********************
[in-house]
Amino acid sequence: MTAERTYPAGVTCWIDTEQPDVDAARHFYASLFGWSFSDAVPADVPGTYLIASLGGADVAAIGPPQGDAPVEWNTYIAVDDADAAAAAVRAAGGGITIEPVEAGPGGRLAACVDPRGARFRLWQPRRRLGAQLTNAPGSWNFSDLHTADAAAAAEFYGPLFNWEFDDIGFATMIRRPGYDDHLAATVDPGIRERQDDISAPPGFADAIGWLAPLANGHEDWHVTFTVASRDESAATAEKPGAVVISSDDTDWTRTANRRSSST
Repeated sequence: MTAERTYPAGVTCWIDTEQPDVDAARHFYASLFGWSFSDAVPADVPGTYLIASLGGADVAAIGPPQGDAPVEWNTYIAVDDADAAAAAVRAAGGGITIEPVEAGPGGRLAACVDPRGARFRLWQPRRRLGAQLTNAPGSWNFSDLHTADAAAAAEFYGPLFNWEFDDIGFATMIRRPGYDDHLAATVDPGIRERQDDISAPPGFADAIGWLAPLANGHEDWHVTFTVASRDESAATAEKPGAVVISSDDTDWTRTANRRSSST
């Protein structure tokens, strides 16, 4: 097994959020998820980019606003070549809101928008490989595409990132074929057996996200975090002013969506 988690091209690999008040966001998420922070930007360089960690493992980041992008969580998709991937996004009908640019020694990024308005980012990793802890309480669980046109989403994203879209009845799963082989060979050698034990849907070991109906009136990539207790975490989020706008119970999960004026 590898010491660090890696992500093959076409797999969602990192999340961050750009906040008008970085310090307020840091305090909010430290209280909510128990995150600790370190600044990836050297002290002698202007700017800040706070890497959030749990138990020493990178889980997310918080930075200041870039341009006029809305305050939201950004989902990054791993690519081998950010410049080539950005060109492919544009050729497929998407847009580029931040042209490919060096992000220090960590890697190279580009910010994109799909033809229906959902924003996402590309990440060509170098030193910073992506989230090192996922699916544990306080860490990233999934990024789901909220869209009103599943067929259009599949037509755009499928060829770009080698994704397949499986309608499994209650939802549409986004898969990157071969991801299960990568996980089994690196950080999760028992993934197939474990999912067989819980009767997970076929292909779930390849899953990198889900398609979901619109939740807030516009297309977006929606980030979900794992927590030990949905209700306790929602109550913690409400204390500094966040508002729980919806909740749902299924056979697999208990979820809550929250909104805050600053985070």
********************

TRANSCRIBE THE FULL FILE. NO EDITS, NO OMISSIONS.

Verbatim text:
[in-house]
Amino acid sequence: MTAERTYPAGVTCWIDTEQPDVDAARHFYASLFGWSFSDAVPADVPGTYLIASLGGADVAAIGPPQGDAPVEWNTYIAVDDADAAAAAVRAAGGGITIEPVEAGPGGRLAACVDPRGARFRLWQPRRRLGAQLTNAPGSWNFSDLHTADAAAAAEFYGPLFNWEFDDIGFATMIRRPGYDDHLAATVDPGIRERQDDISAPPGFADAIGWLAPLANGHEDWHVTFTVASRDESAATAEKPGAVVISSDDTDWTRTANRRSSST
Repeated sequence: MTAERTYPAGVTCWIDTEQPDVDAARHFYASLFGWSFSDAVPADVPGTYLIASLGGADVAAIGPPQGDAPVEWNTYIAVDDADAAAAAVRAAGGGITIEPVEAGPGGRLAACVDPRGARFRLWQPRRRLGAQLTNAPGSWNFSDLHTADAAAAAEFYGPLFNWEFDDIGFATMIRRPGYDDHLAATVDPGIRERQDDISAPPGFADAIGWLAPLANGHEDWHVTFTVASRDESAATAEKPGAVVISSDDTDWTRTANRRSSST
């Protein structure tokens, strides 16, 4: 097994959020998820980019606003070549809101928008490989595409990132074929057996996200975090002013969506 988690091209690999008040966001998420922070930007360089960690493992980041992008969580998709991937996004009908640019020694990024308005980012990793802890309480669980046109989403994203879209009845799963082989060979050698034990849907070991109906009136990539207790975490989020706008119970999960004026 590898010491660090890696992500093959076409797999969602990192999340961050750009906040008008970085310090307020840091305090909010430290209280909510128990995150600790370190600044990836050297002290002698202007700017800040706070890497959030749990138990020493990178889980997310918080930075200041870039341009006029809305305050939201950004989902990054791993690519081998950010410049080539950005060109492919544009050729497929998407847009580029931040042209490919060096992000220090960590890697190279580009910010994109799909033809229906959902924003996402590309990440060509170098030193910073992506989230090192996922699916544990306080860490990233999934990024789901909220869209009103599943067929259009599949037509755009499928060829770009080698994704397949499986309608499994209650939802549409986004898969990157071969991801299960990568996980089994690196950080999760028992993934197939474990999912067989819980009767997970076929292909779930390849899953990198889900398609979901619109939740807030516009297309977006929606980030979900794992927590030990949905209700306790929602109550913690409400204390500094966040508002729980919806909740749902299924056979697999208990979820809550929250909104805050600053985070």